Florida Workers’ Compensation Checks – Why Am I Getting Less Money?

We regularly get asked this question. It goes something like this:

I was getting $(XXX.XX) every two weeks and now I am getting less. WHAT HAPPENED?

The answer is that your workers’ compensation doctor changed your work status.

For example,when your work status is changed from “no work” to some type of limited return-to-work status, Florida law allows the workers’ compensation insurance company to pay you less.

When your employer cannot accommodate your work restrictions the workers’ compensation insurance company must send you checks. However, these checks are paid at a lower percentage than if you were on a “no work” status. This means a reduction in the amount of money you will receive.

While this transition should be a simple one, it is often anything but simple. We have found that many injured workers are paid incorrectly or not paid at all. An experienced workers’ compensation attorney can ensure that the lost wages and indemnity benefits to which you may be entitled are paid timely and correctly.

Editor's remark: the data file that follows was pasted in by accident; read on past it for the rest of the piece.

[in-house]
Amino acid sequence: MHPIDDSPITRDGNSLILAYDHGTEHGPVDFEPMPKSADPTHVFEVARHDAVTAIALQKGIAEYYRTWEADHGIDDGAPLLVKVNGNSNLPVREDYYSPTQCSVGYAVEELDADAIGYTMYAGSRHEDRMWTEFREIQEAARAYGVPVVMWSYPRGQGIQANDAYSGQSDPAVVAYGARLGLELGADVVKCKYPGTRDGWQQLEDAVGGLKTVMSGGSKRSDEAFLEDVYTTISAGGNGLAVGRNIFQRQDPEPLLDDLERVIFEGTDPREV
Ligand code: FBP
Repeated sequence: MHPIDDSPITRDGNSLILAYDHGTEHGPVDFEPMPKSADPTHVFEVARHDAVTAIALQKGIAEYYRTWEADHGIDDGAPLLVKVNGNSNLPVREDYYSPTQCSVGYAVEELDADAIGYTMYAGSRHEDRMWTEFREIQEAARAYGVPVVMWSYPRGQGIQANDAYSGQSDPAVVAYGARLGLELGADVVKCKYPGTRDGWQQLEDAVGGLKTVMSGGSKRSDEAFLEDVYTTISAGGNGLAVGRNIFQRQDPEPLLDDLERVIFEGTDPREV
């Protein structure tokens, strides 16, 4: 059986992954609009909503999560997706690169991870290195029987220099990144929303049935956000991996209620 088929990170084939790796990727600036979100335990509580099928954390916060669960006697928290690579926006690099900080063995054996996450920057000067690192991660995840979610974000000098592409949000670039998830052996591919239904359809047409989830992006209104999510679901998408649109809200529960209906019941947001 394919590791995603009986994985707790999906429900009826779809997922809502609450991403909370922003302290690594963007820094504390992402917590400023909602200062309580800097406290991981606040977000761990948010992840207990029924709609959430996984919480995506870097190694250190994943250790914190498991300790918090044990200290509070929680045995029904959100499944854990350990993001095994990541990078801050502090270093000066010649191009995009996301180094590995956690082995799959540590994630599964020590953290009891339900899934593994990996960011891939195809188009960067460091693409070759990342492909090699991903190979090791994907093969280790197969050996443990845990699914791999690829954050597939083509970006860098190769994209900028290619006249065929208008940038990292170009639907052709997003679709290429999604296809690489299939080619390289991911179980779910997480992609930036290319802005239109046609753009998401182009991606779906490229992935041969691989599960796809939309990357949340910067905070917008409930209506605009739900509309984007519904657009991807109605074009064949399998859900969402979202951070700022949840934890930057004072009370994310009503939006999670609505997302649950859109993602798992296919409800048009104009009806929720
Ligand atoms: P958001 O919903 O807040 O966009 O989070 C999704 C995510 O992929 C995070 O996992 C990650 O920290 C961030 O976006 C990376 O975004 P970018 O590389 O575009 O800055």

A reduction in the amount paid by workers’ compensation may occur when income impairment benefits are paid. Florida places a burden on the workers’ compensation insurance companies to pay money to injured workers based on a permanent impairment rating (PIR). The PIR is assigned at the time an authorized workers’ compensation doctor (or doctors) places an injured worker at maximum medical improvement (MMI). Once placed at MMI, indemnity checks cease and a new type of check is issued. These checks are paid for a fixed duration based on the percentage of impairment assigned. The amount will differ depending on certain facts such as whether the injured worker is employed and if so, how much they are earning.